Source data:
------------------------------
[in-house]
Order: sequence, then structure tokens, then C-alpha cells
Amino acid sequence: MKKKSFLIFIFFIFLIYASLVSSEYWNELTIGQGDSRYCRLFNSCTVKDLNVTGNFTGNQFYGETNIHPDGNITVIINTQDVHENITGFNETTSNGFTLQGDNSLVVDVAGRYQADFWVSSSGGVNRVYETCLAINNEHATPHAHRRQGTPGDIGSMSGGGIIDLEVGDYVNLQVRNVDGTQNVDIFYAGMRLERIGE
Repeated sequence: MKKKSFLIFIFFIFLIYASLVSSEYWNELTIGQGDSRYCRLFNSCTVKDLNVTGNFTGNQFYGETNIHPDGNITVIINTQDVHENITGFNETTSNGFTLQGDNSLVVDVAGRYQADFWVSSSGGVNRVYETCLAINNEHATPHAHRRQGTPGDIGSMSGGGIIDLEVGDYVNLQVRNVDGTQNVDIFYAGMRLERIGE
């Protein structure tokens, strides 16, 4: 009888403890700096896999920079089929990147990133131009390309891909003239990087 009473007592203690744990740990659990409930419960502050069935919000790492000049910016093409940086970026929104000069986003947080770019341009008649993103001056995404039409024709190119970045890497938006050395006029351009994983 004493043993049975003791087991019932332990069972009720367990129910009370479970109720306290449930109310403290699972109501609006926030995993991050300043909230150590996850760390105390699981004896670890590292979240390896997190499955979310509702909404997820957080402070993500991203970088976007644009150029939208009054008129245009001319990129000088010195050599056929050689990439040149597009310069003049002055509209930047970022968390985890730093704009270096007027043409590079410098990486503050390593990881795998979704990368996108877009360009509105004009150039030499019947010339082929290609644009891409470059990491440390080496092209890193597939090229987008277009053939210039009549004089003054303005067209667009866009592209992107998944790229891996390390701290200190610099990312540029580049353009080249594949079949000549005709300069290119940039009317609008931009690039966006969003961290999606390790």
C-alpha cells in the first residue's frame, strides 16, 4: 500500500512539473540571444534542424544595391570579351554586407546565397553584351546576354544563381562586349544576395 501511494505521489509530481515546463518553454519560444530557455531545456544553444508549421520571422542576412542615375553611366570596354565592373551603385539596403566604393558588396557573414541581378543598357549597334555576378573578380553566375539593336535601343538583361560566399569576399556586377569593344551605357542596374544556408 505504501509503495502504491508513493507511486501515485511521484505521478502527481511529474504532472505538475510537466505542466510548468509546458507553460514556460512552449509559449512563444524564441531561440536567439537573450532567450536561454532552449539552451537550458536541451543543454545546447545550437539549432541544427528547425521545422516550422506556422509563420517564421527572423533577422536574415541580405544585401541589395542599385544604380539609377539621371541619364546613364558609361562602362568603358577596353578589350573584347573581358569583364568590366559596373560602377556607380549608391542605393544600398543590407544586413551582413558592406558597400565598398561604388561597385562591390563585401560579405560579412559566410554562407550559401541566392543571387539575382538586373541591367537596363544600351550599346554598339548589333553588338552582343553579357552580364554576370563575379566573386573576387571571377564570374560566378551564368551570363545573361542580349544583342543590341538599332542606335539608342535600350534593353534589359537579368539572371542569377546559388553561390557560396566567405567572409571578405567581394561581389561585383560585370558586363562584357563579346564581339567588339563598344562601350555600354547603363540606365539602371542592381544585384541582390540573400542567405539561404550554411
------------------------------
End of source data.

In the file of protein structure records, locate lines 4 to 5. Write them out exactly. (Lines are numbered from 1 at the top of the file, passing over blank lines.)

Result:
Repeated sequence: MKKKSFLIFIFFIFLIYASLVSSEYWNELTIGQGDSRYCRLFNSCTVKDLNVTGNFTGNQFYGETNIHPDGNITVIINTQDVHENITGFNETTSNGFTLQGDNSLVVDVAGRYQADFWVSSSGGVNRVYETCLAINNEHATPHAHRRQGTPGDIGSMSGGGIIDLEVGDYVNLQVRNVDGTQNVDIFYAGMRLERIGE
């Protein structure tokens, strides 16, 4: 009888403890700096896999920079089929990147990133131009390309891909003239990087 009473007592203690744990740990659990409930419960502050069935919000790492000049910016093409940086970026929104000069986003947080770019341009008649993103001056995404039409024709190119970045890497938006050395006029351009994983 004493043993049975003791087991019932332990069972009720367990129910009370479970109720306290449930109310403290699972109501609006926030995993991050300043909230150590996850760390105390699981004896670890590292979240390896997190499955979310509702909404997820957080402070993500991203970088976007644009150029939208009054008129245009001319990129000088010195050599056929050689990439040149597009310069003049002055509209930047970022968390985890730093704009270096007027043409590079410098990486503050390593990881795998979704990368996108877009360009509105004009150039030499019947010339082929290609644009891409470059990491440390080496092209890193597939090229987008277009053939210039009549004089003054303005067209667009866009592209992107998944790229891996390390701290200190610099990312540029580049353009080249594949079949000549005709300069290119940039009317609008931009690039966006969003961290999606390790």